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Journal of Seed Science

Print version ISSN 2317-1537

J. Seed Sci. vol.36 no.1 Londrina  2014 



Immersion time in toxic solution for vigor evaluation of bean seeds


Tempo de imersão em solução tóxica na avaliação do vigor de sementes de feijão



Valquíria Aparecida Mendes de Jesus*; Alisson Vinicius de Araujo; Paola Andrea Hormaza Martínez; Eveline Mantovani Alvarenga; Denise Cunha Fernandes dos Santos Dias

Departamento de Fitotecnia, Universidade Federal de Viçosa, 36570-000 - Viçosa, MG, Brasil




Considering the lack of information about the optimal permanence time of bean seeds in toxic solutions, this work aimed to evaluate the effect of different immersion times to differ of the seeds vigor. It was used five seed lots of cultivar ‘Carnaval MG'. The seeds were immersed in a solution of ammonium chloride (1%) during 15, 30, 45, 60 and 75 minutes, in BOD at 40 ºC. Then, the seeds were washed and placed to germinate. Additionally, germination tests, first count, emergence speed index (SEI), seedling emergence, fresh and dry weight of seedlings were carried out. A completely randomized design and a factorial scheme 5 x 5 (seed lots and immersion times) with four replications were employed. Analysis of variance and regression were performed and the means were compared by Tukey's test (α = 5%). Pearson correlation was performed among treatments in toxic solution and the other tests. It was verified that it is possible to estimate the seed vigor, from different lots of beans using the immersion of seeds in a toxic solution of ammonium chloride (1%) during 30 minutes.

Index terms: germination, NH4Cl, Phaseolus vulgaris.


Devido à escassez de informações sobre o período ideal de permanência das sementes de feijão em soluções tóxicas, objetivou-se identificar qual o melhor tempo de imersão das sementes de Phaseolus vulgaris em cloreto de amônio para identificação do vigor de diferentes lotes. Utilizaram-se cinco lotes de sementes da cultivar ‘Carnaval MG', as quais foram imersas em solução de cloreto de amônio (1%) por 15, 30, 45, 60 e 75 minutos, e mantidas em BOD a 40 ºC. Em seguida, foram lavadas e colocadas para germinar. Foram realizados testes de germinação, primeira contagem, IVE, emergência de plântulas, massa da matéria fresca e seca de plântulas. O delineamento foi inteiramente casualizado, no esquema fatorial 5 x 5 (lotes de feijão x tempos de imersão), com quatro repetições. Os dados foram submetidos à análise de variância e de regressão, sendo as médias comparadas pelo teste Tukey (α = 5%). Foi realizada a correlação de Pearson entre os tratamentos referentes à solução tóxica e os demais testes. Verificou-se que é possível estimar o vigor de diferentes lotes de sementes de feijão quando se realiza a imersão das sementes em solução tóxica de cloreto de amônio a 1% durante 30 minutos.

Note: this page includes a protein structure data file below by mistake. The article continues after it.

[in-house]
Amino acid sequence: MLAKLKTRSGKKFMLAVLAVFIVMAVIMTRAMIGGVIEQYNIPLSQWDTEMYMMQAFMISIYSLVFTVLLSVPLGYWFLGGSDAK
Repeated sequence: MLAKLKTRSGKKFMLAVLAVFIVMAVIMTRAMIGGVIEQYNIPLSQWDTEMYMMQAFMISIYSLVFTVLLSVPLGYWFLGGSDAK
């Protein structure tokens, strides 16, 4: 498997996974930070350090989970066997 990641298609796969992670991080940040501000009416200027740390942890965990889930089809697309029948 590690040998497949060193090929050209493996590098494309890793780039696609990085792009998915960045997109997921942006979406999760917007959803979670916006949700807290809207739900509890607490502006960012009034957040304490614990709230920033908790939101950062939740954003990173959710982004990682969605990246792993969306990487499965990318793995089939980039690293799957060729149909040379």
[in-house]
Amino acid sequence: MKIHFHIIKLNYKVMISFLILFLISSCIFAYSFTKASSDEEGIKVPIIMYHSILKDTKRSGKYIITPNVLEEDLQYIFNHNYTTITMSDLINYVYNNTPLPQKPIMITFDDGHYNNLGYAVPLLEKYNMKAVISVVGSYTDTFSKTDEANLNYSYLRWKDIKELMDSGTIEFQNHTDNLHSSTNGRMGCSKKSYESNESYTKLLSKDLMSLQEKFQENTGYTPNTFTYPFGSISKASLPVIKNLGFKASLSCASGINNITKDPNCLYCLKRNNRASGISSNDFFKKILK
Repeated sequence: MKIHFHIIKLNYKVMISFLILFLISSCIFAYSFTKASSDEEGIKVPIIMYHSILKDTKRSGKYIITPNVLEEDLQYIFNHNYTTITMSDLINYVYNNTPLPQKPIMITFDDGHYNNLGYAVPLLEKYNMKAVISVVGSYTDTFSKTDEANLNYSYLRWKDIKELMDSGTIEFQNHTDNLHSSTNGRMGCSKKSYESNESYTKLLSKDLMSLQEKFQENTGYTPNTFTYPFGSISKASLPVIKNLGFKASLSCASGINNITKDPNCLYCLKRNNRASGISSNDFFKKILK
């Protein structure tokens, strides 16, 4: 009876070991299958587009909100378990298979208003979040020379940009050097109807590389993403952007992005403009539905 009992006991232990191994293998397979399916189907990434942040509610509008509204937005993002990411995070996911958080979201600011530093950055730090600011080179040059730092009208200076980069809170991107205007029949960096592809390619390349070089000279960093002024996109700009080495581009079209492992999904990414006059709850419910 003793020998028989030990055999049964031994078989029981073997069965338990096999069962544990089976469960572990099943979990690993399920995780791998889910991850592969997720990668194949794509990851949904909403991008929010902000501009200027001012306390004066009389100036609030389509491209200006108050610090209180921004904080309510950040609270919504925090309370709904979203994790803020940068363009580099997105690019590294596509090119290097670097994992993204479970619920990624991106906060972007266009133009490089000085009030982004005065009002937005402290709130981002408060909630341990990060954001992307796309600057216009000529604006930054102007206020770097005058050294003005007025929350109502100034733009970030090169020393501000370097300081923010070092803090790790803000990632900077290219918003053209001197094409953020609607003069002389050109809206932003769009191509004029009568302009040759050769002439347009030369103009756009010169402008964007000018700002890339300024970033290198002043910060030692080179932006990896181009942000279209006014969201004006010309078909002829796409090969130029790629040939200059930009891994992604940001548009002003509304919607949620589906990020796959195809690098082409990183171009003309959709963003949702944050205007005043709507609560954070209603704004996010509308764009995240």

Termos para indexação: germinação, NH4Cl, Phaseolus vulgaris.




The production of quality bean seeds is especially important to ensure crop establishment. By the germination test it is possible to assess the ability of the seeds to produce normal seedlings under ideal conditions. However, the germination test does not always reveal performance differences between lots of seeds during storage or in the field (Bhering et al., 2003; Rix et al., 2011). The fainter degenerative changes non detected by the germination test greatly influence the performance potential of the seeds with reflections in storage capacity, field emergence, growth and yield of plants (Khajeh-Hosseini and Rezazadeh, 2011). In modern agriculture, for a complete and efficient seed lot analysis, in terms of predicting how successful it will establish a vigorous population of seedlings under a broad environmental condition in the field, it is necessary to supplement the information provided by the germination test using vigor tests (Kikuti and Marcos-Filho, 2012). Information about the vigor also helps seed producers and farmers to better know the product they sell or purchase.

An ideal vigor test, in addition to being quick and easy to perform, must not require complex equipment and should also be applicable to efficiently determine the seed vigor to detect both small and large differences among seed lots. Various methods have been studied for the evaluation of seed vigor; however, studies related to the immersion in toxic solutions test are scarce. Boaro et al. (1984) verified the efficiency of this test to assess the vigor of bean seeds compared to the germination, accelerated aging and low temperature tests. Other studies have also demonstrated that the immersion in toxic solution test can be used to assess the level of vigor of maize (Borges et al., 1987) and sorghum seeds (Andrade et al., 1993). Howerver, other authors, such as Cardoso Sobrinho et al. (1998), Silva et al. (2001) and Soares et al. (2010) found that in sorghum the use of this test has not allowed the classification of the seed lots in vigor levels.

In the literature, there is controversy as to the applicability of the toxic solution test for assessing seed vigor, and there is not a standardized immersion time in the solution for this analysis. The toxic solution test is an auxiliary methodology whose use appears very promising vigor test. This test evaluates the germination of the seeds after a certain time of immersion in a toxic solution such as ammonium chloride (NH4Cl). More deteriorated seeds, which present higher permeability of the cell membranes, absorb more quickly the toxic solution, which results in lower germination.